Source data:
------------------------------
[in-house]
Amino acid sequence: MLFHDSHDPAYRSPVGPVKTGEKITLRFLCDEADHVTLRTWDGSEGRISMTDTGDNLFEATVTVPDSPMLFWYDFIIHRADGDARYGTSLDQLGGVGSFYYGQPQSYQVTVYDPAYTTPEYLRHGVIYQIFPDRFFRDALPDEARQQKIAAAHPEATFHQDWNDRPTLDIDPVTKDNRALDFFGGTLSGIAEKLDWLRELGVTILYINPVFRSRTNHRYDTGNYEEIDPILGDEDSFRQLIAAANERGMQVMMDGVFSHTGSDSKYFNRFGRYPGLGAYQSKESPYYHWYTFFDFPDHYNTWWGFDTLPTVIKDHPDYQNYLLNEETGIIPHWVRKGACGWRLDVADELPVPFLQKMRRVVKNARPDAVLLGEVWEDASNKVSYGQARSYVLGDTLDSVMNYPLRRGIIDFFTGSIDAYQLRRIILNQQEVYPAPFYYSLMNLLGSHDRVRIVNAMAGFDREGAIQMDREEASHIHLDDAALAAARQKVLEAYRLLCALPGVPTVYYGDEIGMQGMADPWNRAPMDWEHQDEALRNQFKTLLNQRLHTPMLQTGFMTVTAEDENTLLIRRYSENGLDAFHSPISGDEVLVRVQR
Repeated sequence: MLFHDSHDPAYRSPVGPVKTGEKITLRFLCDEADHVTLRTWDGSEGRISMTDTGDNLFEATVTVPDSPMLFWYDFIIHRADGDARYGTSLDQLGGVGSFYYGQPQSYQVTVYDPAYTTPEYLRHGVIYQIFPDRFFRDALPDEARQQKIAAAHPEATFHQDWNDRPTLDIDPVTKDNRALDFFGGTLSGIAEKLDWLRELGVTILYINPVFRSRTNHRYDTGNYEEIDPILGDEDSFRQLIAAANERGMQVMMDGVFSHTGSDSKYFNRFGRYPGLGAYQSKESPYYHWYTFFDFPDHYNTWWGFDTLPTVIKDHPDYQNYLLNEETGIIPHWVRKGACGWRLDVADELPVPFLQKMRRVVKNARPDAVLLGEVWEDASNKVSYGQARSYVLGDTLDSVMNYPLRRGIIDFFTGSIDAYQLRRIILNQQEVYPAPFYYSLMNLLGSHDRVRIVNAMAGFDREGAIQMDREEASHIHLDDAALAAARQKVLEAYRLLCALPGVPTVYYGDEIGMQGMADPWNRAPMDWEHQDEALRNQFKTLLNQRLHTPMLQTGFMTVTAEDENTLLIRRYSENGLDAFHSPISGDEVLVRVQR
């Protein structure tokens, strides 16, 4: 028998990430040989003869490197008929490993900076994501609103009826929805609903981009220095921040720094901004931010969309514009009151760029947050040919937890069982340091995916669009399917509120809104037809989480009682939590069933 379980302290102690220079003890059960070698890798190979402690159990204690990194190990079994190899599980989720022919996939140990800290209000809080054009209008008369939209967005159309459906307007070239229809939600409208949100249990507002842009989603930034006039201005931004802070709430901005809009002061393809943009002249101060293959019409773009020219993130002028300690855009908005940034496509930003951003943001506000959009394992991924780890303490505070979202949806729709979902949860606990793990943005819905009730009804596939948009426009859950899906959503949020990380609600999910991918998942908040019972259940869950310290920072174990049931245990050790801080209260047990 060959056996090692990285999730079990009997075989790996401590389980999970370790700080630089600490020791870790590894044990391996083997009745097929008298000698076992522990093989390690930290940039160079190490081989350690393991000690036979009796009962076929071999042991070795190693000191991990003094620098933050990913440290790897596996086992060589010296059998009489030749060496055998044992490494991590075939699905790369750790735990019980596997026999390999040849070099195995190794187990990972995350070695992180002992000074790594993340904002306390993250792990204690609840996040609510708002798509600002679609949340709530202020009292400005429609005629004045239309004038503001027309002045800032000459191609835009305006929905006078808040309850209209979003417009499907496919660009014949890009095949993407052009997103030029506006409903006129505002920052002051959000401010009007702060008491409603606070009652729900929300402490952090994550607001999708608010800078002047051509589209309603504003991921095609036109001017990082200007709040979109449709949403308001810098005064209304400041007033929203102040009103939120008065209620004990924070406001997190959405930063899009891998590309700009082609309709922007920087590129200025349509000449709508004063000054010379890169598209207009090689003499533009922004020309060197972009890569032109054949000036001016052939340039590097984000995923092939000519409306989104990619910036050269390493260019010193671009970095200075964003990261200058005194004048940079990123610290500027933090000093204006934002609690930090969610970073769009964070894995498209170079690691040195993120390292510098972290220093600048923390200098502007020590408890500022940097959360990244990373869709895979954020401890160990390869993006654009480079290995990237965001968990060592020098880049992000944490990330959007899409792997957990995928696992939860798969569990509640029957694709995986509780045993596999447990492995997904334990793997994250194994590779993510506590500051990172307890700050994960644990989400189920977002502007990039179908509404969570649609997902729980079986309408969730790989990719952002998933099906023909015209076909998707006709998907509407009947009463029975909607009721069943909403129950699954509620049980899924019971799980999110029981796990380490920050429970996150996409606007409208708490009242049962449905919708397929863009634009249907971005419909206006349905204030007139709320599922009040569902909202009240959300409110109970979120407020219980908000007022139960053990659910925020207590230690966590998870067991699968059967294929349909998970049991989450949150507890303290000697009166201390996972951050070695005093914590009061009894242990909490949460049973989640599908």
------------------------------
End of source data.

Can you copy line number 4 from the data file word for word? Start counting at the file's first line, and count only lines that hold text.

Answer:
């Protein structure tokens, strides 16, 4: 028998990430040989003869490197008929490993900076994501609103009826929805609903981009220095921040720094901004931010969309514009009151760029947050040919937890069982340091995916669009399917509120809104037809989480009682939590069933 379980302290102690220079003890059960070698890798190979402690159990204690990194190990079994190899599980989720022919996939140990800290209000809080054009209008008369939209967005159309459906307007070239229809939600409208949100249990507002842009989603930034006039201005931004802070709430901005809009002061393809943009002249101060293959019409773009020219993130002028300690855009908005940034496509930003951003943001506000959009394992991924780890303490505070979202949806729709979902949860606990793990943005819905009730009804596939948009426009859950899906959503949020990380609600999910991918998942908040019972259940869950310290920072174990049931245990050790801080209260047990 060959056996090692990285999730079990009997075989790996401590389980999970370790700080630089600490020791870790590894044990391996083997009745097929008298000698076992522990093989390690930290940039160079190490081989350690393991000690036979009796009962076929071999042991070795190693000191991990003094620098933050990913440290790897596996086992060589010296059998009489030749060496055998044992490494991590075939699905790369750790735990019980596997026999390999040849070099195995190794187990990972995350070695992180002992000074790594993340904002306390993250792990204690609840996040609510708002798509600002679609949340709530202020009292400005429609005629004045239309004038503001027309002045800032000459191609835009305006929905006078808040309850209209979003417009499907496919660009014949890009095949993407052009997103030029506006409903006129505002920052002051959000401010009007702060008491409603606070009652729900929300402490952090994550607001999708608010800078002047051509589209309603504003991921095609036109001017990082200007709040979109449709949403308001810098005064209304400041007033929203102040009103939120008065209620004990924070406001997190959405930063899009891998590309700009082609309709922007920087590129200025349509000449709508004063000054010379890169598209207009090689003499533009922004020309060197972009890569032109054949000036001016052939340039590097984000995923092939000519409306989104990619910036050269390493260019010193671009970095200075964003990261200058005194004048940079990123610290500027933090000093204006934002609690930090969610970073769009964070894995498209170079690691040195993120390292510098972290220093600048923390200098502007020590408890500022940097959360990244990373869709895979954020401890160990390869993006654009480079290995990237965001968990060592020098880049992000944490990330959007899409792997957990995928696992939860798969569990509640029957694709995986509780045993596999447990492995997904334990793997994250194994590779993510506590500051990172307890700050994960644990989400189920977002502007990039179908509404969570649609997902729980079986309408969730790989990719952002998933099906023909015209076909998707006709998907509407009947009463029975909607009721069943909403129950699954509620049980899924019971799980999110029981796990380490920050429970996150996409606007409208708490009242049962449905919708397929863009634009249907971005419909206006349905204030007139709320599922009040569902909202009240959300409110109970979120407020219980908000007022139960053990659910925020207590230690966590998870067991699968059967294929349909998970049991989450949150507890303290000697009166201390996972951050070695005093914590009061009894242990909490949460049973989640599908």